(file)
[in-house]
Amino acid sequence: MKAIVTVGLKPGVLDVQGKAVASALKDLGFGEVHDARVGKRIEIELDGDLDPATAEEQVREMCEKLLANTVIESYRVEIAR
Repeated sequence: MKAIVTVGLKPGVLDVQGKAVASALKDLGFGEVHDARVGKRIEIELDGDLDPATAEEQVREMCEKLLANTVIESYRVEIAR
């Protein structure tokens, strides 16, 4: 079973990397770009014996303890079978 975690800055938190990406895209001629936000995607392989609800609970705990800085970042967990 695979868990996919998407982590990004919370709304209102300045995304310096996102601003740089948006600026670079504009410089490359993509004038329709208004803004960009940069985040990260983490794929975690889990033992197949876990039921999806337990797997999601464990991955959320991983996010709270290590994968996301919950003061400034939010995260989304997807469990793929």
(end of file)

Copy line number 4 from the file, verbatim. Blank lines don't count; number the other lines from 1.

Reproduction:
């Protein structure tokens, strides 16, 4: 079973990397770009014996303890079978 975690800055938190990406895209001629936000995607392989609800609970705990800085970042967990 695979868990996919998407982590990004919370709304209102300045995304310096996102601003740089948006600026670079504009410089490359993509004038329709208004803004960009940069985040990260983490794929975690889990033992197949876990039921999806337990797997999601464990991955959320991983996010709270290590994968996301919950003061400034939010995260989304997807469990793929």